Photo: Ethan Miller/Getty Images
10 Moments From The 2022 Latin GRAMMY Awards: Rosalía's Big Wins, A 95-Year-Old Best New Artist & Christina Aguilera Goes Ranchera
Soulful, sensuous and visually stunning performances from Marco Antonio Solís, Ángela Aguilar, Anitta and others prove the vibrancy and multifaceted nature of Latin music.
There’s still hope in these uncertain times of ours when a nonagenarian singer of sweet boleros can win a Latin GRAMMY in the Best New Artist category.
The 23rd edition of the awards not only gave audiences hope, but thrilled with a sprawling, vibrant banquet of sounds, colors and textures from more than 30 countries. The star-studded show demonstrated — one soulful, visually stunning performance at a time — that Latin music is not a single, monolithic genre.
From anthemic Mexican rancheras to bouncy reggaetón riddims and stark confessional ballads, these are the highlights of a ceremony that gave us many moments to cherish.
The Spirit of Salsa Lives On
At a time when salsa is often remembered as a beloved artifact from decades past, Marc Anthony deserves accolades for remaining true to the genre that made him a tropical icon during the ‘90s.
Backed by a seasoned orchestra led by keyboardist and producer Sergio George, Anthony performed a feverish reading of "Mala" — off his 2022 album Pa’llá Voy — heavy on the trombone riffs and byzantine piano tumbaos. "I’d rather sing than talk," the 54 year-old quipped when receiving the Latin GRAMMY for Best Salsa Album. "Mala" was also victorious in the Best Tropical Song category.
Rauw Alejandro Is Here To Stay
In a way, Rauw’s tight, intense performance celebrated his confirmation last year as one of Latin music’s biggest global stars. A medley including bits from "Desesperados" and "Lejos del Cielo," felt both smooth and urgent, and showcased his multiple talents as dancer, songwriter and vocalist.
The finale, a kinetic reading of "Punto 40" — his remake of the classic reggaetón cut by Baby Rasta & Gringo — proved that the Puerto Rican tastemaker has found a creative sweet spot. He is also listed as a contributor on MOTOMAMI, the Album of the Year winner by girlfriend Rosalía.
Christina Habla Español
Accepting her award for Aguilera in the Best Traditional Pop Vocal Album category, Ecuadorian/American diva Christina Aguilera remarked that she had wanted to record another Spanish language album since the release of Mi Reflejo in 2000.
The two-decade wait was definitely worth it, as her voice sounded deliciously gritty on her performance of rousing ranchera "Cuando Me Dé La Gana" with Christian Nodal, whose EP #1 FORAJIDO won the Best Ranchero/Mariachi Album race. Fittingly, their duet concluded with fireworks.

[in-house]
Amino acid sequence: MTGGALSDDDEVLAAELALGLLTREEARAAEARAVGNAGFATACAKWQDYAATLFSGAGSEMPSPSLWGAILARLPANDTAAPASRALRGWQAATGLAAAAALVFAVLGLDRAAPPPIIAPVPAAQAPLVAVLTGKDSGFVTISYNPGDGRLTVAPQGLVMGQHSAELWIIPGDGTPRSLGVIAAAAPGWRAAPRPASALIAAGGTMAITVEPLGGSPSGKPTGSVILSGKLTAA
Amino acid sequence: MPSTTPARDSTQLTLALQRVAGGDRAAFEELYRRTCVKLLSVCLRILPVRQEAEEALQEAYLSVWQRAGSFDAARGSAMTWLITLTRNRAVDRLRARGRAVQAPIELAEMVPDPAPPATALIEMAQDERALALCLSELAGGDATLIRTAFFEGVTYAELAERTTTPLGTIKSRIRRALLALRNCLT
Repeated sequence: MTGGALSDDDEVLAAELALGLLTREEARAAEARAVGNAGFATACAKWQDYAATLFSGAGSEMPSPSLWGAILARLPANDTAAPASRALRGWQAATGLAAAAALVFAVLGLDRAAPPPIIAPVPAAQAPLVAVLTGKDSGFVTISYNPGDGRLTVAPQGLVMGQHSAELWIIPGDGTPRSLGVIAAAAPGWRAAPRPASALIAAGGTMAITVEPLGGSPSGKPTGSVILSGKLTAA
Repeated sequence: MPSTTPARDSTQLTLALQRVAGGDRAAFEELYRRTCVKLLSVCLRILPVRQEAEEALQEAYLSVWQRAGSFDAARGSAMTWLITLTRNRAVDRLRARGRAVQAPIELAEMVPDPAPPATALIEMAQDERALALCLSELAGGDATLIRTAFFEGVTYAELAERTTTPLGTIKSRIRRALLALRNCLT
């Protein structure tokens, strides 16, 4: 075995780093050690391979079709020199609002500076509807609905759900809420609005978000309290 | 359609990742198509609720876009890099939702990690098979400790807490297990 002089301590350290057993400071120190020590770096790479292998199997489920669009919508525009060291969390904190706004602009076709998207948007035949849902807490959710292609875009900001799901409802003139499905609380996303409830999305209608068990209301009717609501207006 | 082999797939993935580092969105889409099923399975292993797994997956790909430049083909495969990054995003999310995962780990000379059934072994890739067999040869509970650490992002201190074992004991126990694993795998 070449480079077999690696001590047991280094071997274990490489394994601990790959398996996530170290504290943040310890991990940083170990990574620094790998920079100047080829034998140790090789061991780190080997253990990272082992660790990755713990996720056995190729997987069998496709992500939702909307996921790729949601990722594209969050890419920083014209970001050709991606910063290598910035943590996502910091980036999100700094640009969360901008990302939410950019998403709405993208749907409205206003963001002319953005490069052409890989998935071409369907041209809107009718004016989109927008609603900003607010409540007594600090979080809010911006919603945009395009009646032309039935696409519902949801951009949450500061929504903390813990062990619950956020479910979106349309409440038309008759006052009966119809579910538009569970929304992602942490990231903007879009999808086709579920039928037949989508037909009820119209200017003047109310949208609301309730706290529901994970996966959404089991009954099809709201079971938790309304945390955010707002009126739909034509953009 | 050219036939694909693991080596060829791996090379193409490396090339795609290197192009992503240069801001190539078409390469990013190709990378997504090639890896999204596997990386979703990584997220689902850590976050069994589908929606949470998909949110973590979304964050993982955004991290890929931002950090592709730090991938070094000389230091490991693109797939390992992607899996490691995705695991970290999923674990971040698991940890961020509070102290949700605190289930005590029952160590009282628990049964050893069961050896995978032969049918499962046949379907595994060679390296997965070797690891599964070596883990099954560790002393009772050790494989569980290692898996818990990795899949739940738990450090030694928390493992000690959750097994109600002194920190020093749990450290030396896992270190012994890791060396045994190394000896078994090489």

It’s Never Too Late — Seriously
As a rule, ties in award ceremonies leave behind a lukewarm aftertaste. In the case of this year’s Best New Artist, however, the joint victory of 25 year-old Mexican songstress Silvana Estrada and 95-year-old Cuban singer Ángela Álvarez was hands down the most emotional moment of the evening.
Both women recorded luminous albums marked by a deep reverence to the folk roots of Latin America. "This is for my dear homeland, Cuba — a place I will never forget," said Álvarez, standing next to her grandson, Los Angeles-based producer Carlos José Álvarez. After receiving an ovation, she left behind some inspiring artistic advice. "Even though life is difficult, I promise that with faith and love, it’s never too late."
An Album For The Ages
Released in March of this year, Rosalía’s MOTOMAMI is a cultural landmark — a conceptual work of limitless imagination and wondrous stylistic plurality. It won awards for Best Album Of The Year, Best Alternative Music Album, Best Recording Package and Best Engineered Album.
The Spanish singer’s performance reflected MOTOMAMI’s own opulence. Wearing sunglasses and bright red lipstick, she played the piano and performed an achingly vulnerable "HENTAI," before launching into a gorgeous version of post-modern bachata "LA FAMA." The buoyant "DESPECHÁ," a recent single, found her dancing among the crowd, with a brief pit stop to greet boyfriend Rauw Alejandro.
Moving Urbano Forward
2022 has been a particularly creative year for Karol G. Her ongoing collaboration with fellow Colombian producer Ovy On the Drums expanded the urbano landscape with a cinematic scope.
Her deeply emotional performance functioned as a summary of her recent achievements. It began with a languid quote from "GATÚBELA," then quickly morphed into the familiar strains of mega-hit "PROVENZA," which she performed walking down the aisles of the venue, followed by her dancers. Back onstage, she beamed dancing to the progressive post-reggaetón beat of brand new single "CAIRO," with Ovy playing ominous keyboard patterns.
Past And Present Of A Mexican Legend
A prolific singer/songwriter with a Midas touch for timeless romantic hits, Michoacán native Marco Antonio Solís was honored as the 2022 Latin Recording Academy Person Of The Year with a special gala held the night before the awards.
Solís performed twice during the ceremony — first as a solo artist with majestic readings of "Si No Te Hubieras Ido" and ranchera-pop "La Venia Bendita," and then a sentimental "La Cárcel" with former group Los Bukis. "You’re not only the pride of Mexico, but of all Latinos," enthused presenter Emilio Estefan Jr. Solís expressed his gratitude and underscored the relevance of younger artists carrying the torch of Latin sounds around the world.